Sleeping is also easy with eyes closed.
David Trueba’s Living Is Easy With Eyes Closed is supposedly a drama and a comedy, although it’s not particularly funny nor does it ever reach any significant dramatic heights. There’s an irritating meander to the film, which clearly regards itself as pleasantly insightful but never generates any narrative or thematic union over the course of its plodding running time. This breed of whimsical, but otherwise entirely superficial, films are absolutely contingent on charm, of which this film itself is clearly convinced it expresses competently. If you’re not convinced within the first film minutes, it’s likely that Trueba’s idea of charm doesn’t correspond with your own.
In Albacete, Spain during the late 1960s, an enthusiastic English teacher, Antonio (Javier Cámera), who idolised the Beatles, and in particular John Lennon, decides to go on a road trip to Almeria, where Lennon is shooting the 1967 black comedy How I Won The War. Hell bent on meeting Lennon personally, and all but deluded as to his chances of making that happen, Antonio sets of on a weekend trip to fulfil a lifelong dream. On the road he meets two hitchhikers, Belen (Natalia de Molina) and Juanjo (Francesc Colomer), two lost souls on the run to nowhere.
The desired effect is that over the course of the weekend the three strangers learn from one another, ultimately growing as people, although none of that is conveyed through Trueba’s indecisive and characterless filmmaking. There’s a pleasant enough atmosphere to the balmy Spanish surroundings, but the film never offers us any convincing reason to care about what happens to its inhabitants, nor do their individual dilemmas cause for much concern. Indeed, Belen’s pregnancy is perhaps the most genuine issue within the context of the era, and yet save a single moment in which Cámera’s Antonio mumbles some cursory advice, her concern is a curiously under-explored footnote.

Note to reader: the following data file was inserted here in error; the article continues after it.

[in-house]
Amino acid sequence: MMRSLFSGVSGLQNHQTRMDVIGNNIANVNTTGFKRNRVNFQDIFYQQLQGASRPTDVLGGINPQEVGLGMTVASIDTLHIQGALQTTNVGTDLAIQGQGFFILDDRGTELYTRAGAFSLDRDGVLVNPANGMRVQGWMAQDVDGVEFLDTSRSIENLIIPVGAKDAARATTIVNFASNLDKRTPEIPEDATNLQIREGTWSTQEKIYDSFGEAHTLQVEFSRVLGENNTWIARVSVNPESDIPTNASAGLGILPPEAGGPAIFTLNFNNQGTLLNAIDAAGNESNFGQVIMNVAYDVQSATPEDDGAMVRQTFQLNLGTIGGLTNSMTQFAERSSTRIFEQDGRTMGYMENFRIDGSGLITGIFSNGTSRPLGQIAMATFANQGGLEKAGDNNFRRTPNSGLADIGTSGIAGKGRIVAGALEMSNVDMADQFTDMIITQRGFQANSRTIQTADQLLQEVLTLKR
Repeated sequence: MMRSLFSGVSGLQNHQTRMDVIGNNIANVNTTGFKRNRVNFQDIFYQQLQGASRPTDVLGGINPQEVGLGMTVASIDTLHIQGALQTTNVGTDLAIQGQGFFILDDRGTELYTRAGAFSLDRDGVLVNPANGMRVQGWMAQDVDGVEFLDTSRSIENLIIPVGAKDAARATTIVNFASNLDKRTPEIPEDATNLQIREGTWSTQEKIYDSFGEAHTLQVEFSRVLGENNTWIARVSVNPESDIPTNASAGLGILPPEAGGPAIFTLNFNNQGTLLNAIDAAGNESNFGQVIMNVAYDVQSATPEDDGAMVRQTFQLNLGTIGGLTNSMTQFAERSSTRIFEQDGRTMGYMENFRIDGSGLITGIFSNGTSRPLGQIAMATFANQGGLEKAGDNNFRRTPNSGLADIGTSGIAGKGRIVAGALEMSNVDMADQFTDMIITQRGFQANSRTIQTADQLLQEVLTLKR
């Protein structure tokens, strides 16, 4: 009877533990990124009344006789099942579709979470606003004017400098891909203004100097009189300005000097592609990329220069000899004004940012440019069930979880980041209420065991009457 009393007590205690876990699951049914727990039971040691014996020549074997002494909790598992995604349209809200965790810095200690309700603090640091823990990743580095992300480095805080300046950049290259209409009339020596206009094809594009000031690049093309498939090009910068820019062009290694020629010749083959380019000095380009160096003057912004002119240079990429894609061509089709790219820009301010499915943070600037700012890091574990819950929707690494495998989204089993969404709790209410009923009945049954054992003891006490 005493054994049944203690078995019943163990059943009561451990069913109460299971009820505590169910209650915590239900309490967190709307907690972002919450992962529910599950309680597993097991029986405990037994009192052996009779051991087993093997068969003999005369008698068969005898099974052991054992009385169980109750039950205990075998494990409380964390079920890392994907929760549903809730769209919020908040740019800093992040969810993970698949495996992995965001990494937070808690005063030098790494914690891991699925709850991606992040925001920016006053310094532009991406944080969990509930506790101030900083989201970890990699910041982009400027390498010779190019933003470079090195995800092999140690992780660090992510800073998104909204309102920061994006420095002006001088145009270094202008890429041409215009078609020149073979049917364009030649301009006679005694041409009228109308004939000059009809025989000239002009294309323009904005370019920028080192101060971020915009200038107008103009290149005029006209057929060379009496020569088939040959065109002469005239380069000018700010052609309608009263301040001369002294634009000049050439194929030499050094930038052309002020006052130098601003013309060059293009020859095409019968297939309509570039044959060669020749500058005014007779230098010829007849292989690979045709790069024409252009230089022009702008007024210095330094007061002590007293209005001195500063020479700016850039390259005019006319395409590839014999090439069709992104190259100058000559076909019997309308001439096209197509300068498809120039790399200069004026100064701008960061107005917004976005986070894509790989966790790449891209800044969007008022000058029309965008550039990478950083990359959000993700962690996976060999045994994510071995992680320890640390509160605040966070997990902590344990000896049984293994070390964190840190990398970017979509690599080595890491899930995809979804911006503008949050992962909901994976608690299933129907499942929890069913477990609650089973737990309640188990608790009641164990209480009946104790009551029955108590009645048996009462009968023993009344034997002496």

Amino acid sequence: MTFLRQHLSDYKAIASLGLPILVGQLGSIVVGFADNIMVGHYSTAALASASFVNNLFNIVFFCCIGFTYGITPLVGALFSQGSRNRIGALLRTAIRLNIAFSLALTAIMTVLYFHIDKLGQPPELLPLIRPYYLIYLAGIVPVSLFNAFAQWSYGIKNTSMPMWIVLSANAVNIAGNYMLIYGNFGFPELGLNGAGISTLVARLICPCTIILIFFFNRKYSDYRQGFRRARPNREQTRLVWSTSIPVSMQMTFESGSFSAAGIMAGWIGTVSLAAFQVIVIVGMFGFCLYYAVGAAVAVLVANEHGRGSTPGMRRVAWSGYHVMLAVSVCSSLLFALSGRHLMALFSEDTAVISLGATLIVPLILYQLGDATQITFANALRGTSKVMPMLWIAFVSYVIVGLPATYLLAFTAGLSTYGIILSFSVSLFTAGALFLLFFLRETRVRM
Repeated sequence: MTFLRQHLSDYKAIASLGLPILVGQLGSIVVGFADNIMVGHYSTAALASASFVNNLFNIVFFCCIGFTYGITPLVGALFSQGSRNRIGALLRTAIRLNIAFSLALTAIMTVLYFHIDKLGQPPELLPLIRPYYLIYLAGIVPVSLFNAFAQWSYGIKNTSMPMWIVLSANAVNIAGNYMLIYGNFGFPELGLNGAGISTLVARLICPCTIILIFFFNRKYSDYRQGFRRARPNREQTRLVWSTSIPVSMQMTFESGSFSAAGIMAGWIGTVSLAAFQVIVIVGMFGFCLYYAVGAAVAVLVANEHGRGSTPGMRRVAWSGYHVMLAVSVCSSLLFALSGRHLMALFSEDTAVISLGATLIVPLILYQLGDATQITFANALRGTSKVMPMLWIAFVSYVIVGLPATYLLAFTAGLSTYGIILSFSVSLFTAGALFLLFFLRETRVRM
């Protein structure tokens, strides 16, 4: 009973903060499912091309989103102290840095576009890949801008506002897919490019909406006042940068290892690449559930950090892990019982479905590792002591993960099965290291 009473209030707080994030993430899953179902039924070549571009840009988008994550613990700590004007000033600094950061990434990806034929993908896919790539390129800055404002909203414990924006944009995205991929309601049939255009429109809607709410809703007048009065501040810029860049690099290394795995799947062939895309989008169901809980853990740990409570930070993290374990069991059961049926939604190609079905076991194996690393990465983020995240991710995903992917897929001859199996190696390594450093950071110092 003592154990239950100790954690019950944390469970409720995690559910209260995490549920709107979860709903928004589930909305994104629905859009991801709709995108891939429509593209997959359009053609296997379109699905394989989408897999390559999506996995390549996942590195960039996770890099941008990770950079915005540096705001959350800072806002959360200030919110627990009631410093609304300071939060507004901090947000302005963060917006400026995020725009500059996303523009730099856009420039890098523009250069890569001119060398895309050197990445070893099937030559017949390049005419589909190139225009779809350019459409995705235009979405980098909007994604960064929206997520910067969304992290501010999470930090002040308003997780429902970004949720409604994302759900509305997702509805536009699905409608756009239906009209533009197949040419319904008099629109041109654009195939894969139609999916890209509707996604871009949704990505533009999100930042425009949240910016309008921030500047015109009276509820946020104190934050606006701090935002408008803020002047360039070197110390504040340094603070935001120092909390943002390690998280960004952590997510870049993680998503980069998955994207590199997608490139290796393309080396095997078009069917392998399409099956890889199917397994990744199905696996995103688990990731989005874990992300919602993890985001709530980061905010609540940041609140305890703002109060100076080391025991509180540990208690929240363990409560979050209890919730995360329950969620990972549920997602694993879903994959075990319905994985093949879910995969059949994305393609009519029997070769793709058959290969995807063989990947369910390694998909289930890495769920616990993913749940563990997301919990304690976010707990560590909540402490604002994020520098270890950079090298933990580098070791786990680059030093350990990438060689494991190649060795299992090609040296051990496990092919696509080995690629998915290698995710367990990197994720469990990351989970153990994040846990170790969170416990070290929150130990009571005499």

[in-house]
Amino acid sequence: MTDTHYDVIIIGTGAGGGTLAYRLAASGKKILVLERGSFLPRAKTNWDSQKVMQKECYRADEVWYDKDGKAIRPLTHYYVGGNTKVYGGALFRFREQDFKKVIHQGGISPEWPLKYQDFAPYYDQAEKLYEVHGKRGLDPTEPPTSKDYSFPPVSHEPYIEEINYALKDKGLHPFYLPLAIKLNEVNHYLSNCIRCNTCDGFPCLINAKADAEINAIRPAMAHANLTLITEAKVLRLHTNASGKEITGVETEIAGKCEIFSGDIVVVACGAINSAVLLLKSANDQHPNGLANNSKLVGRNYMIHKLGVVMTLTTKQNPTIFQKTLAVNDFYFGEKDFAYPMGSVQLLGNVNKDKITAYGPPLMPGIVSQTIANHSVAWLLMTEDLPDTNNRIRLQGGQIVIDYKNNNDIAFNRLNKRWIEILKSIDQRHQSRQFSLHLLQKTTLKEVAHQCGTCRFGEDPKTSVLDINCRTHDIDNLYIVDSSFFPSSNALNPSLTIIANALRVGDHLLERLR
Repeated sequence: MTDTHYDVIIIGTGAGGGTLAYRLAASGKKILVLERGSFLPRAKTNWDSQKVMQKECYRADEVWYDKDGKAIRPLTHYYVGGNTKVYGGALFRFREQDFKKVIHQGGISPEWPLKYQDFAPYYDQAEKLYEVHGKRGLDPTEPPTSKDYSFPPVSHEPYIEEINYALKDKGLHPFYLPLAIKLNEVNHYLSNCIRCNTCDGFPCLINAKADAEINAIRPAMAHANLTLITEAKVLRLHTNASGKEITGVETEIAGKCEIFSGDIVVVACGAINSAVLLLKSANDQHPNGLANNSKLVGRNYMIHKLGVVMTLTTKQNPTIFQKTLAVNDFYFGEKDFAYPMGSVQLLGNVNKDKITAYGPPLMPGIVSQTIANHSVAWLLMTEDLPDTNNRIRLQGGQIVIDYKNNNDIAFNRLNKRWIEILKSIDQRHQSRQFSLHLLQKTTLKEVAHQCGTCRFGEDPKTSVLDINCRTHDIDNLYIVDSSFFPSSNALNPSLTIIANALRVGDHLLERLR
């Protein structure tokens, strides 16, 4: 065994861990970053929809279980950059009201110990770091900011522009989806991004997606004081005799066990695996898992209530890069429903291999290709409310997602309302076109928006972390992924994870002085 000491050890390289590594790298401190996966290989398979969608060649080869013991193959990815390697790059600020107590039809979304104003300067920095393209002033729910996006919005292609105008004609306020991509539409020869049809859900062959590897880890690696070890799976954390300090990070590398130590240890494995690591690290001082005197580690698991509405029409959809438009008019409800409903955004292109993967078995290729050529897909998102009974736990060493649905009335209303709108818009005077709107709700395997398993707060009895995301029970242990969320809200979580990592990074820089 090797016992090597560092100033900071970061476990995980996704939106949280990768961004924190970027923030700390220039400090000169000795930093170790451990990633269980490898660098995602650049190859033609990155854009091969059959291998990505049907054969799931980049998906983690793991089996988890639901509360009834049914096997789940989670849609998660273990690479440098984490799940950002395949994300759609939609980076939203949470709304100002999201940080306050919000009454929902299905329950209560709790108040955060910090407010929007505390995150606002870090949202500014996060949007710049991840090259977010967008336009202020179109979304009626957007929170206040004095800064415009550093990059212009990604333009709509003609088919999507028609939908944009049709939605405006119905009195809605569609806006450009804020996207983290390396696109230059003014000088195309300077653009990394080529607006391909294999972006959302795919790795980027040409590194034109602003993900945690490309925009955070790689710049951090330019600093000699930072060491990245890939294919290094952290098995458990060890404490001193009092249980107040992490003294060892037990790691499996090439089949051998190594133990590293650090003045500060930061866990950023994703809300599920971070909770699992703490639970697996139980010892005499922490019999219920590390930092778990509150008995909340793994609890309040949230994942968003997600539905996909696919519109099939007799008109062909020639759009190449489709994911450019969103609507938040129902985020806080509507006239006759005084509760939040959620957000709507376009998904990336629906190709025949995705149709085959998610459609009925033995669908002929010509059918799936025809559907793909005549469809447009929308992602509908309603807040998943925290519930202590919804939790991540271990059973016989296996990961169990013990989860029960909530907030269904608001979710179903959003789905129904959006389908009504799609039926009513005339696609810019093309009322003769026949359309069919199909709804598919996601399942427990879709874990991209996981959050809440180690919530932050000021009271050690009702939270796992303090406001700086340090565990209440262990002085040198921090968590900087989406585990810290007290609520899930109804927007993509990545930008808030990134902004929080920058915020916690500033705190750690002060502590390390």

Antonio is a particularly repellant character, despite the filmmakers’ obvious intentions otherwise. There may be an element of losing charm in translation, although the translation seems to have also added a distinctly creepy element to the character. And yet, the figures that surround Antonio smile welcomingly as he imparts useless and often bothersome advice. A number of attempts at humour on Antonio’s part, which in any realistic situation would provoke annoyance, are met instead with broad grins at his behaviour. This might have worked had the subtly fantastical elements been enhanced somewhat, but as is the film is too grounded in reality to ever convince of Antonio’s magnetism.
There are vague directions in which Trueba pulls his film, although none with such conviction that any message resonates. It’s all very directionless; arguably the intent but without any charisma nor substance, Living Is Easy With Eyes Closed maintains a steady degree of lethargic tedium right up until the credits roll. The film will strike a chord with many a filmgoer. In others it will inspire fatigue.